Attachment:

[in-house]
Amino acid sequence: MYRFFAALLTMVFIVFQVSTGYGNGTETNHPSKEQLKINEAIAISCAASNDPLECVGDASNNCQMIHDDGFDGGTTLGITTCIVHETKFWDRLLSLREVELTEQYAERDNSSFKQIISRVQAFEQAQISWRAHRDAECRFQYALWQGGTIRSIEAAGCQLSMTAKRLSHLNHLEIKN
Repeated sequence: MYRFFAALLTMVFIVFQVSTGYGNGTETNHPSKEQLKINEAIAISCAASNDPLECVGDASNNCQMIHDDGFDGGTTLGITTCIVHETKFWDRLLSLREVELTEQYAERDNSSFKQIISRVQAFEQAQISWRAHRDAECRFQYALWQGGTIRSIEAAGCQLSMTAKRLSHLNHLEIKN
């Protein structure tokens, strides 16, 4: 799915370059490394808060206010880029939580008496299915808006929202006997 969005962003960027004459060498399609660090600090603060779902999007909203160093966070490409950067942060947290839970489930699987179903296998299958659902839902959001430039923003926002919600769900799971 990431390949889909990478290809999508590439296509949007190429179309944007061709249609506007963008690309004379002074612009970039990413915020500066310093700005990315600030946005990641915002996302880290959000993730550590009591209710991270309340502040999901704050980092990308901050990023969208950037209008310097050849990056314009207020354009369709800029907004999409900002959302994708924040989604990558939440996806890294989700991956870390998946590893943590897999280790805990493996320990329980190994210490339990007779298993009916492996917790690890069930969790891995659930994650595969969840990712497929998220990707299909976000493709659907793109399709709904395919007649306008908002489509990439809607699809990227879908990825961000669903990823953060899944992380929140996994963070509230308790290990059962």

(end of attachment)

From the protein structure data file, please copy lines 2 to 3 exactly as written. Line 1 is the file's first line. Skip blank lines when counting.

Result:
Amino acid sequence: MYRFFAALLTMVFIVFQVSTGYGNGTETNHPSKEQLKINEAIAISCAASNDPLECVGDASNNCQMIHDDGFDGGTTLGITTCIVHETKFWDRLLSLREVELTEQYAERDNSSFKQIISRVQAFEQAQISWRAHRDAECRFQYALWQGGTIRSIEAAGCQLSMTAKRLSHLNHLEIKN
Repeated sequence: MYRFFAALLTMVFIVFQVSTGYGNGTETNHPSKEQLKINEAIAISCAASNDPLECVGDASNNCQMIHDDGFDGGTTLGITTCIVHETKFWDRLLSLREVELTEQYAERDNSSFKQIISRVQAFEQAQISWRAHRDAECRFQYALWQGGTIRSIEAAGCQLSMTAKRLSHLNHLEIKN